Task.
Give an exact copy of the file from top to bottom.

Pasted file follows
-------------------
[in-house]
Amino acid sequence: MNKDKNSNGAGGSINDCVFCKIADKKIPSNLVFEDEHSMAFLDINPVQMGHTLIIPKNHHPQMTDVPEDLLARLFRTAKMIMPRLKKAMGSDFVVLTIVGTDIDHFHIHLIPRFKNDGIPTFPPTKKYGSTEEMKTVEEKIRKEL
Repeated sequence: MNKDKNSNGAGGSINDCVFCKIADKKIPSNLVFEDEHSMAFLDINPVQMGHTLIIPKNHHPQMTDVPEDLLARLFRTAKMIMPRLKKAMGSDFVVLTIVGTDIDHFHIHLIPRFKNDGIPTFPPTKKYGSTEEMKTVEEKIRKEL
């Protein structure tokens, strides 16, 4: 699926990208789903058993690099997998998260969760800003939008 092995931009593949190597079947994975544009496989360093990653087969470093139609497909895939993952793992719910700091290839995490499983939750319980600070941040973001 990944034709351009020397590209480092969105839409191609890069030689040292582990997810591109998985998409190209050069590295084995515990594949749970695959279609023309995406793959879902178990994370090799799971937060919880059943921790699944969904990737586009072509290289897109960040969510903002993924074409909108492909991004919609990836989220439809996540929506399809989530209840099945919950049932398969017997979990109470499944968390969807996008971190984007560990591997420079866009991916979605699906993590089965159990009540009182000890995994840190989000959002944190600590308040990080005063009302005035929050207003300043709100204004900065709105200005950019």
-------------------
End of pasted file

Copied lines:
[in-house]
Amino acid sequence: MNKDKNSNGAGGSINDCVFCKIADKKIPSNLVFEDEHSMAFLDINPVQMGHTLIIPKNHHPQMTDVPEDLLARLFRTAKMIMPRLKKAMGSDFVVLTIVGTDIDHFHIHLIPRFKNDGIPTFPPTKKYGSTEEMKTVEEKIRKEL
Repeated sequence: MNKDKNSNGAGGSINDCVFCKIADKKIPSNLVFEDEHSMAFLDINPVQMGHTLIIPKNHHPQMTDVPEDLLARLFRTAKMIMPRLKKAMGSDFVVLTIVGTDIDHFHIHLIPRFKNDGIPTFPPTKKYGSTEEMKTVEEKIRKEL
């Protein structure tokens, strides 16, 4: 699926990208789903058993690099997998998260969760800003939008 092995931009593949190597079947994975544009496989360093990653087969470093139609497909895939993952793992719910700091290839995490499983939750319980600070941040973001 990944034709351009020397590209480092969105839409191609890069030689040292582990997810591109998985998409190209050069590295084995515990594949749970695959279609023309995406793959879902178990994370090799799971937060919880059943921790699944969904990737586009072509290289897109960040969510903002993924074409909108492909991004919609990836989220439809996540929506399809989530209840099945919950049932398969017997979990109470499944968390969807996008971190984007560990591997420079866009991916979605699906993590089965159990009540009182000890995994840190989000959002944190600590308040990080005063009302005035929050207003300043709100204004900065709105200005950019």